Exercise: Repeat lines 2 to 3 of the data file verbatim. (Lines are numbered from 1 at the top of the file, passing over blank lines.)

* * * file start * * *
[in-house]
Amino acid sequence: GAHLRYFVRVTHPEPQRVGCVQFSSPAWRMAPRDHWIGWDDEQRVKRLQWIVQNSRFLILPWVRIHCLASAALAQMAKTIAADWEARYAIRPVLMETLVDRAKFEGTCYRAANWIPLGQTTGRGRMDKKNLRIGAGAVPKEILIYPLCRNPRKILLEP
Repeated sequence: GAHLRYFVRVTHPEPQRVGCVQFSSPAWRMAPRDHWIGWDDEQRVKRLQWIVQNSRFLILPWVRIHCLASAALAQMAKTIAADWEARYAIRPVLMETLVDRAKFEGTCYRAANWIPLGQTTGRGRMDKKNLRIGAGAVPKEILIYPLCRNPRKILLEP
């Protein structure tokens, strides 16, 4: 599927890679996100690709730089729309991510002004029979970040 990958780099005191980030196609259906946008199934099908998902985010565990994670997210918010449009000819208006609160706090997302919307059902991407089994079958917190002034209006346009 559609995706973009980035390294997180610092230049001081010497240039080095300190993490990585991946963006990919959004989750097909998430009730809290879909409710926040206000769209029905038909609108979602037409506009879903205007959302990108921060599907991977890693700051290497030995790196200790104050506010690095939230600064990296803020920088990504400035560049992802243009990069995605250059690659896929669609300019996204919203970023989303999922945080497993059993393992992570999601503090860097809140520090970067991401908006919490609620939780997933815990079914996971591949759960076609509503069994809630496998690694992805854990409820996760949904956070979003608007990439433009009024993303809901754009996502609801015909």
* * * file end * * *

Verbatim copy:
Amino acid sequence: GAHLRYFVRVTHPEPQRVGCVQFSSPAWRMAPRDHWIGWDDEQRVKRLQWIVQNSRFLILPWVRIHCLASAALAQMAKTIAADWEARYAIRPVLMETLVDRAKFEGTCYRAANWIPLGQTTGRGRMDKKNLRIGAGAVPKEILIYPLCRNPRKILLEP
Repeated sequence: GAHLRYFVRVTHPEPQRVGCVQFSSPAWRMAPRDHWIGWDDEQRVKRLQWIVQNSRFLILPWVRIHCLASAALAQMAKTIAADWEARYAIRPVLMETLVDRAKFEGTCYRAANWIPLGQTTGRGRMDKKNLRIGAGAVPKEILIYPLCRNPRKILLEP